The mouse has eaten the spider, and there’s been strong industry and fan speculation as to what the Disney-Marvel deal could mean (Demi Lovato as She Hulk was not one of the ideas), but most seem to be giving the move a “wait-and-see” reaction.
Analysts are saying that Marvel didn’t have to do it, but obviously it will have more money to make the new reboot of “The Fantastic Four” everyone’s talking about, “Ant-Man,” “Thor,”Ang Lee’s “Shang Chi” (yep!) and other long-languishing projects — though Marvel does have lots of characters already tied up. But, as David Pollard says in the video below from G4, it also means that the mouse may decide, “Hey, ‘Thor’s’ too expensive to make with Kenneth Branagh. Nix it.” Fans would probably be mad (“I say thee nay!”), but even they have to admit that the Magic Kingdom does know how to make money.
Comic Book Resources asked many of comicbookdom’s voices what they thought of the deal and its possible effects on the publishing arm. A few of the comments included:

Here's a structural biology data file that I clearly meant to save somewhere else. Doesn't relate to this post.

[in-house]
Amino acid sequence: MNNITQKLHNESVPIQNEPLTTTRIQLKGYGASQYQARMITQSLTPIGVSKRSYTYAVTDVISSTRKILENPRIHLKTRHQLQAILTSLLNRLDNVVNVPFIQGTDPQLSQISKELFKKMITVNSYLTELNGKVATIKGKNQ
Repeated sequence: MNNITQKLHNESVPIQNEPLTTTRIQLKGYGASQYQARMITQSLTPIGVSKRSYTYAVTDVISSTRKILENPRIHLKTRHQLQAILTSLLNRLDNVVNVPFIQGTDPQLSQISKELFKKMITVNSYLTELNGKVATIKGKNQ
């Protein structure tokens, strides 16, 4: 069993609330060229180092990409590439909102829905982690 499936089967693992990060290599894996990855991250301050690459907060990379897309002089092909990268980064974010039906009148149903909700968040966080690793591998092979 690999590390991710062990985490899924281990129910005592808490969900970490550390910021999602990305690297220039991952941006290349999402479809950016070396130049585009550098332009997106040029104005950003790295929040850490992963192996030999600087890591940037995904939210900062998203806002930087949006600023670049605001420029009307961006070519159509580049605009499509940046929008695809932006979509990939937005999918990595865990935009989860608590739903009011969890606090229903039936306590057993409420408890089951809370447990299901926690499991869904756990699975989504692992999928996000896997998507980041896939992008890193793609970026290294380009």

Kurt Busiek, writer of “Astro City,” “JLA/Avengers,” “Marvels”
I see the fan community already salivating over Pixar X-Men (has Pixar done any adaptations, guys?) or dreading Hannah Montana joining the Avengers.
Rick Remender, writer of Marvel’s “Punisher”
I just got off the phone with my editor at Marvel and was told this deal guarantees everyone currently at Marvel will get [a] helium-filled rocket balloon car covered in gold leaf and powered by the dreams of children.
Dan Vado of SLG Publishing, home of Disney properties “Haunted Mansion,” “Tron,” and “Gargoyles,” among others
It could be, again strictly conjecture here, that Marvel will end up being reduced to a licensing company and that its publishing will be scaled back dramatically as emphasis is put on content like movies and video games and less emphasis on things like publishing.
Marv Wolfman, former Marvel Comics Editor in Chief and former “Disney Adventures” editor
As far as the comics go, hopefully, they will leave Joe Quesada and company where they are and not interfere; they’ve creatively improved the Marvel Comics. Based on most of their Marvel Studios movies, they seem to have good people there, too. I’m not completely sure it was a wise purchase, but Disney is in the branding/franchise business and the Marvel brand is one of the largest in the world.
— Jevon Phillips
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